Friday, November 14, 2008

A Send Off to Anne

Tom's Mom, Anne, passed away two weeks ago, and we spent last week up in Washington saying goodbye to her, attending her funeral, and visiting with the rest of his family. Anne was an incredible woman, a consummate fiber artist, and a loving and supportive mother in law, and while these circumstances always make one sound trite, she will be missed greatly.

Knitting, spinning, weaving...she did it all. Stitch n Bitch? Her group met in the 1960s. State fair? Her spinning and weaving won her three Grand Championships and dozens of other ribbons (mostly blues) in the Western Washington State Fair. Sheep to shawl? You betcha.

Anne and I always shared a close bond due to our love of knitting, and so at Tom's sister's insistence I returned home with a few of her handmade items. Four pairs of Kool-Aid dyed wool socks she knit. Three woven wool scarves that were part of her weaving group's sale stash . Some yarn and a few booklets that missed a former garage sale. Practical, humble mementos of a woman who survived the Depression, served in the Coast Guard in World War II, birthed and raised six kids (five of them boys), and met each challenge with enthusiasm and humor.

She'll always be missed, but I have no doubt where she's ended up: She's whipping the angels into shape...and whipping them up some new robes in a lovely Cormo, too. So here's to Anne! The world is less one kick ass knitter, and that's a darn shame.

Tuesday, November 11, 2008

These Mean Streets

This past Sunday Tom and I, along with Ellen and her husband Larry, took a noir-themed architectural tour of Los Angeles. Entitled "L.A. NOIR-chitecture: A Hard-boiled Tour Through the Historic City," it was co-presented by the Los Angeles Conservancy and the City of Los Angeles Department of Cultural Affairs, and included seven stops. (A pdf of the tour may be found here. This is the flyer for the tour. It folds up into four pages, so the first page is upside down, but it will print correctly.)

photo courtesy of Ellen Bloom

Formosa Cafe. 1925. Hang out of boxers, actors, and gangsters, it was featured in the 1997 film adaptation of James Ellroy's L.A. Confidential.

Villa Primavera. 1923. It may be a little run down now, but back in the day this Spanish-style courtyard apartment house was home to such stars as James Dean and Harold Lloyd. It was featured in the 1950 film adaptation of Dorothy Hughes' In a Lonely Place.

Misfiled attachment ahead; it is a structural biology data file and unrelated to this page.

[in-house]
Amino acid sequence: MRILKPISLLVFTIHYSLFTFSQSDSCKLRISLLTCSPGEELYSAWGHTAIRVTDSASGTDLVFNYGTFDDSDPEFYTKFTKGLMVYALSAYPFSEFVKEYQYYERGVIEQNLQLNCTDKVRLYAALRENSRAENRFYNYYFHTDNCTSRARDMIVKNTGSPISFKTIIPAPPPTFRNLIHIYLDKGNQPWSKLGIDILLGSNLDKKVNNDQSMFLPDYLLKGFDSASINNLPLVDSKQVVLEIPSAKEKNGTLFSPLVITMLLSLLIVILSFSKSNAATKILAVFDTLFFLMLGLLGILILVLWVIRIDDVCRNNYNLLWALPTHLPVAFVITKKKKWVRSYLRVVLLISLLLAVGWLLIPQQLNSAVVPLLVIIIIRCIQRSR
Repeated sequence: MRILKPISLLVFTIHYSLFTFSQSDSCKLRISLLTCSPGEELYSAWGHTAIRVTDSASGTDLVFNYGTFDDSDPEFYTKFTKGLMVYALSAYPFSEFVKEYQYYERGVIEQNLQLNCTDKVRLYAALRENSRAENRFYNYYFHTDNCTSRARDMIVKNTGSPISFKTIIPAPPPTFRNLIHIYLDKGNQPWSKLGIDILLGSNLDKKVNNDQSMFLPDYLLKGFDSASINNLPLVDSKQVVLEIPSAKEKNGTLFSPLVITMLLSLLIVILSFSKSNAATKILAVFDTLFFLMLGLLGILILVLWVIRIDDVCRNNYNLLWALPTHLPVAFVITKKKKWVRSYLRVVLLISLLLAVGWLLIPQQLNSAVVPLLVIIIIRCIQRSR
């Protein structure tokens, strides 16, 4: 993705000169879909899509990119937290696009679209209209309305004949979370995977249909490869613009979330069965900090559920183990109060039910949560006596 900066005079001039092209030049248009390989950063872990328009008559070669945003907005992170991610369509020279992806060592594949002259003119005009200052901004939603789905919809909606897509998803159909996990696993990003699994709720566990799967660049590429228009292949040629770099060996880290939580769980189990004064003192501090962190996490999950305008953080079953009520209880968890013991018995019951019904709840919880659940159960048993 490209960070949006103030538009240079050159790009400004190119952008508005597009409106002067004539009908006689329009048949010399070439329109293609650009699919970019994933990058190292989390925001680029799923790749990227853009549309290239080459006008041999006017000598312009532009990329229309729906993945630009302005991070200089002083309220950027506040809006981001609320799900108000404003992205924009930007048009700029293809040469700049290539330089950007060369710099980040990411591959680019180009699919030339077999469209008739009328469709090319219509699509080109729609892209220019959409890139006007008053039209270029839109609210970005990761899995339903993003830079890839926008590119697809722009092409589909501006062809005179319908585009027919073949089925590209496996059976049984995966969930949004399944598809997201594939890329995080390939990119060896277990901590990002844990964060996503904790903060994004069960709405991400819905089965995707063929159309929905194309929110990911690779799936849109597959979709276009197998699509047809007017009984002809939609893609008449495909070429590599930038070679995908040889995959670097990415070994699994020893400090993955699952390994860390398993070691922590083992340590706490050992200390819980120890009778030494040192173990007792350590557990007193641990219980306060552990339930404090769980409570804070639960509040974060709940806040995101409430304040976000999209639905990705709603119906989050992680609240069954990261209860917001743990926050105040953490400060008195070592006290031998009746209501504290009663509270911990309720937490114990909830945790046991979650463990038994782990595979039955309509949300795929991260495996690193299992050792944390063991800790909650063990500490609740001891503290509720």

Parva-Sed-Apta Apartments. 1923. Formerly a boarding house, Nathanael West stayed here during the summer of 1935 when he was researching and writing The Day of the Locust. Elizabeth Short, aka The Black Dahlia, lived in the apartment building next door on the right in the 1940s.

Security Trust and Savings Building. 1921. Thought to be the inspiration for the office of Raymond Chandler's iconic detective Philip Marlowe.

Mulholland Dam. 1924. Located in the Hollywood Hills, it is featured in Michael Connelly's The Overlook. Madonna used to own a home to the right of the houses seen in the upper right corner.

Warner Bros. Studios. 1926-present. A highlight of the tour, the "New York Street" lot is now used in the television shows ER and Cold Case. Back in 1941, it was used to portray the foggy San Francisco streets seen in the film adaptation of Dashiell Hammett's The Maltese Falcon.

Glendale Southern Pacific Railroad Terminal. 1924. My favorite stop on the tour, this gorgeous Spanish Colonial Revival building is still in use as an Amtrak/Greyhound station. Billy Wilder used it to great effect as the scene of the crime in his 1944 film adaptation of Double Indemnity.

Thanks to the Los Angeles Conservancy docents for a stellar job in presentations at the sites, excellent signage leading to and from sites (esp. for Mulholland Dam), and crowd control. From start to finish we had a fantastic time, and hope that there may be other literary-theme inspired tours in the future.

Saturday, November 01, 2008